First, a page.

ELLIS — On a warm, muggy morning, members of the Ellis VFW and the community memorialized those who had given the ultimate sacrifice in service to their country in a series of services at five locations.

The ceremonies began at 9 a.m. at St. John Lutheran Church Cemetery, seven miles north of Ellis, then to St. Mary Catholic Church Cemetery on the east edge of Ellis, the Washington Street bridge over Big Creek, Memorial Park downtown, concluding about 11:30 a.m. at Mt. Hope Cemetery.

Richard Wahlmeier of the Ellis VFW led each of the ceremonies, which included a rifle salute by the Ellis VFW Rifle Squad, a prayer, and members of the Ellis High School band playing “America the Beautiful,” the national anthem and taps. Local Boy Scouts and Cub Scouts assisted with the laying of wreaths at each ceremony.

“On this day, forever consecrated to our heroic dead, we are assembled once again to express sincere reverence. This monument represents the resting places of many departed comrades who served in all wars. Wherever the body of a comrade lies there the ground is hallowed,” Wahlmeier recited at each stop.

“Our presence here is in solemn commemoration of all these men — an expression of our tribute to their devotion to duty, to their courage and patriotism. By their services on land, on sea and in the air they have made us their debtors, for the flag of our nation still flies over a land of free people,” he said.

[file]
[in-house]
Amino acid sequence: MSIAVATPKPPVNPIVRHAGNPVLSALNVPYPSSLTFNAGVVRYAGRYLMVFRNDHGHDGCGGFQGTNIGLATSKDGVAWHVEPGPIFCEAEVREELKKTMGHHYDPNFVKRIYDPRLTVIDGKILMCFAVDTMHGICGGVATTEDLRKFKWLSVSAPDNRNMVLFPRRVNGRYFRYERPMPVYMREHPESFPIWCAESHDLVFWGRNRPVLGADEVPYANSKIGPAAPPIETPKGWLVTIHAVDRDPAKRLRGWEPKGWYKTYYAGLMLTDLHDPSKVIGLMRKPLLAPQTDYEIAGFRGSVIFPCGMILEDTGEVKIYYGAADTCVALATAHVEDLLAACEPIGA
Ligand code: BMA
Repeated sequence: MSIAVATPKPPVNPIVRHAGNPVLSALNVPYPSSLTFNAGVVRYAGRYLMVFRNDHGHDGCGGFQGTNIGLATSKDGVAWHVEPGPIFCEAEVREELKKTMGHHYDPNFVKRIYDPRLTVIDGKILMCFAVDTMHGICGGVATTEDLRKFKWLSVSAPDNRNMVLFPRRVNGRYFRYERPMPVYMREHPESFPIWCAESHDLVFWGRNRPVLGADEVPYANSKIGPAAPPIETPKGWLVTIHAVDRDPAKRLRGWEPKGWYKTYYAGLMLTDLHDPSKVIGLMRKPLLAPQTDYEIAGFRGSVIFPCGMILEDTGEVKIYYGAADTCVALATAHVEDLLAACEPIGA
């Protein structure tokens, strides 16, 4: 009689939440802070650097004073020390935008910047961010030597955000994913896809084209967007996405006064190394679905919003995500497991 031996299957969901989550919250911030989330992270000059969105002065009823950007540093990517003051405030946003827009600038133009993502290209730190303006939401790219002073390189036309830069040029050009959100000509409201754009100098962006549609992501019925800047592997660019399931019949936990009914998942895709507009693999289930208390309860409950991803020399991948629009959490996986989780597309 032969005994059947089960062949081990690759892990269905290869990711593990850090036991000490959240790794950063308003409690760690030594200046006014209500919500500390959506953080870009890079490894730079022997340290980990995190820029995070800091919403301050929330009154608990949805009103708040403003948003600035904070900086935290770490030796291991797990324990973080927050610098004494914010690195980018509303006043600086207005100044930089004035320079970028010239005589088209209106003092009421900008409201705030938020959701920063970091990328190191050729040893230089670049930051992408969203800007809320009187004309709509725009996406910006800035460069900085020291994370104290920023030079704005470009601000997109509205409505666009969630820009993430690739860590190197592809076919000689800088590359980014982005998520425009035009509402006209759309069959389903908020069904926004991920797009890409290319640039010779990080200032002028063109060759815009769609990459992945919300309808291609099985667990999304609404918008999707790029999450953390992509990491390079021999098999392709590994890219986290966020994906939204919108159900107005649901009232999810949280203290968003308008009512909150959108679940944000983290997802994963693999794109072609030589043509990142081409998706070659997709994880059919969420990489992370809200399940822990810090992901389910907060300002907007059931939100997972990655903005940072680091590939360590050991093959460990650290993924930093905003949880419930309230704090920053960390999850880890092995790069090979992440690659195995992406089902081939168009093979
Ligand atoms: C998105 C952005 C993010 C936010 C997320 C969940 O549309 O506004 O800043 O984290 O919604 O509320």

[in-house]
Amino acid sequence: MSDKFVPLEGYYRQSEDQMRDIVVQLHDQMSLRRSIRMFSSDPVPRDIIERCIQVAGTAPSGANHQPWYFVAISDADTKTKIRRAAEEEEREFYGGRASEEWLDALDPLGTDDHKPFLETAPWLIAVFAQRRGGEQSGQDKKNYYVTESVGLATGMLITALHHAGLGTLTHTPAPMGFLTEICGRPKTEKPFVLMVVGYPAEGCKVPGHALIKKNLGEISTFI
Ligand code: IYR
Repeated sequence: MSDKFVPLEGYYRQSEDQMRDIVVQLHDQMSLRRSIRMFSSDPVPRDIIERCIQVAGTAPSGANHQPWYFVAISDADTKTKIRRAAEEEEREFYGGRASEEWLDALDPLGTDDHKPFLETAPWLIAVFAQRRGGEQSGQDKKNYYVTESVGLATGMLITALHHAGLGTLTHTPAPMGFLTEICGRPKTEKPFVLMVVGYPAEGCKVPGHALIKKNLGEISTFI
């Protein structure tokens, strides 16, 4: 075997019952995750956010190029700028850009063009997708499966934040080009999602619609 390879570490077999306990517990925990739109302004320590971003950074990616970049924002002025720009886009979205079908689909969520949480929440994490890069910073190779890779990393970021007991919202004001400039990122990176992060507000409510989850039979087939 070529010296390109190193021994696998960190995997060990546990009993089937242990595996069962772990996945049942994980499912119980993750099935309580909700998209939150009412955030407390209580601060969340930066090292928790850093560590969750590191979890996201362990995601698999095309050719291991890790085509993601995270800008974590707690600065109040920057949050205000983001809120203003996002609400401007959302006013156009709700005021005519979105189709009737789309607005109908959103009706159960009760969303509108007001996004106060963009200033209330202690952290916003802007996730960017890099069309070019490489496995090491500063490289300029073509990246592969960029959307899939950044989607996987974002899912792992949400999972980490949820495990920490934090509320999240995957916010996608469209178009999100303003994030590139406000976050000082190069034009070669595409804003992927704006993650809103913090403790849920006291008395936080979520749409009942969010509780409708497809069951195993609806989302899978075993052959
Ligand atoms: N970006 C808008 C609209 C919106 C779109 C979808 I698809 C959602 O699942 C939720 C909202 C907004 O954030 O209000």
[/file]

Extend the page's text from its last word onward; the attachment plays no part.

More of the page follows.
Wahlmeier said each of the ceremonies is all-inclusive to each branch of the military, but at the Washington Street stop, he focuses on those who died at sea with the wreath being tossed into the water.

Taft Yates, who served in the U.S. Army Rangers and is Ellis Police chief, spoke at the Memorial Park ceremony, in front of the stone monument bearing the names of Ellis’ war dead. He talked about the legacy of the service men and women who died all U.S. wars to the current War on Terror, and also those who died during peace time.

“We are their legacy,” Yates said. “Regardless of the place or the war they fought, the purity of their sacrifice is without question, young men and women who lost their lives in order to make the freedom of others possible.

“The heroes that we remember today are not exclusive to any gender, race or religion,” he said.

He urged those in the crowd to also remember those who have lost loved ones in war, called Gold Star Families.

“As we observe Memorial Day every year, these families remember their loved ones every day of their life. It is up to us to hear their voices and support these families,” he said.